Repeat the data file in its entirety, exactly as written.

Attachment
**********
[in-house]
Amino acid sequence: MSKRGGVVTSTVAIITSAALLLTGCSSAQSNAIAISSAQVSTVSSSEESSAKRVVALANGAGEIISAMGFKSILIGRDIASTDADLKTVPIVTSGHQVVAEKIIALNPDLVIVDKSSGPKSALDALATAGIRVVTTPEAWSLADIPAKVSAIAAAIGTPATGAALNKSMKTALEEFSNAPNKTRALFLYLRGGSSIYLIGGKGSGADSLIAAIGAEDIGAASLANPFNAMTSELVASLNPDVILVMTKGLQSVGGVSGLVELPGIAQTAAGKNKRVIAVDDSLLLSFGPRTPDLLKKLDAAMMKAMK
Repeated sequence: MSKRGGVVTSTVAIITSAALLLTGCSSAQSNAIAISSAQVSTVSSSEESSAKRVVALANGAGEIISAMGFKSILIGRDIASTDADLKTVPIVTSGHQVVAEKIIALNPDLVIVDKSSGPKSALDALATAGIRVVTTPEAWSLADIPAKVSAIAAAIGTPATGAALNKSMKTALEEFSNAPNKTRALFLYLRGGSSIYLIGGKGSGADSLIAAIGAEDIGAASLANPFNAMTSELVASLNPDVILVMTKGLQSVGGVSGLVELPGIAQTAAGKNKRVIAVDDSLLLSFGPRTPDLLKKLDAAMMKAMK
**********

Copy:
[in-house]
Amino acid sequence: MSKRGGVVTSTVAIITSAALLLTGCSSAQSNAIAISSAQVSTVSSSEESSAKRVVALANGAGEIISAMGFKSILIGRDIASTDADLKTVPIVTSGHQVVAEKIIALNPDLVIVDKSSGPKSALDALATAGIRVVTTPEAWSLADIPAKVSAIAAAIGTPATGAALNKSMKTALEEFSNAPNKTRALFLYLRGGSSIYLIGGKGSGADSLIAAIGAEDIGAASLANPFNAMTSELVASLNPDVILVMTKGLQSVGGVSGLVELPGIAQTAAGKNKRVIAVDDSLLLSFGPRTPDLLKKLDAAMMKAMK
Repeated sequence: MSKRGGVVTSTVAIITSAALLLTGCSSAQSNAIAISSAQVSTVSSSEESSAKRVVALANGAGEIISAMGFKSILIGRDIASTDADLKTVPIVTSGHQVVAEKIIALNPDLVIVDKSSGPKSALDALATAGIRVVTTPEAWSLADIPAKVSAIAAAIGTPATGAALNKSMKTALEEFSNAPNKTRALFLYLRGGSSIYLIGGKGSGADSLIAAIGAEDIGAASLANPFNAMTSELVASLNPDVILVMTKGLQSVGGVSGLVELPGIAQTAAGKNKRVIAVDDSLLLSFGPRTPDLLKKLDAAMMKAMK